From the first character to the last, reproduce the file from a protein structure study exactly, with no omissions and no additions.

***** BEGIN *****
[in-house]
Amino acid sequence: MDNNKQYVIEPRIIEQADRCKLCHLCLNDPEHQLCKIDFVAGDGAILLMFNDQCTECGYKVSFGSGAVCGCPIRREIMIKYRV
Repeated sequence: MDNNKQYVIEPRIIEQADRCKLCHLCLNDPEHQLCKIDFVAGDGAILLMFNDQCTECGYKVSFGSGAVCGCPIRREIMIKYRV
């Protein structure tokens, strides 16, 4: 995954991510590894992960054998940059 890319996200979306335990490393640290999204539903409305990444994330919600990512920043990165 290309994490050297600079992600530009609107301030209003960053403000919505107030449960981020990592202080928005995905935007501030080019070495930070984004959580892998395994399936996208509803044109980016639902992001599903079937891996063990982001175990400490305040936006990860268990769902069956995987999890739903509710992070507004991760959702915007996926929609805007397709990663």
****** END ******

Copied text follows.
[in-house]
Amino acid sequence: MDNNKQYVIEPRIIEQADRCKLCHLCLNDPEHQLCKIDFVAGDGAILLMFNDQCTECGYKVSFGSGAVCGCPIRREIMIKYRV
Repeated sequence: MDNNKQYVIEPRIIEQADRCKLCHLCLNDPEHQLCKIDFVAGDGAILLMFNDQCTECGYKVSFGSGAVCGCPIRREIMIKYRV
């Protein structure tokens, strides 16, 4: 995954991510590894992960054998940059 890319996200979306335990490393640290999204539903409305990444994330919600990512920043990165 290309994490050297600079992600530009609107301030209003960053403000919505107030449960981020990592202080928005995905935007501030080019070495930070984004959580892998395994399936996208509803044109980016639902992001599903079937891996063990982001175990400490305040936006990860268990769902069956995987999890739903509710992070507004991760959702915007996926929609805007397709990663």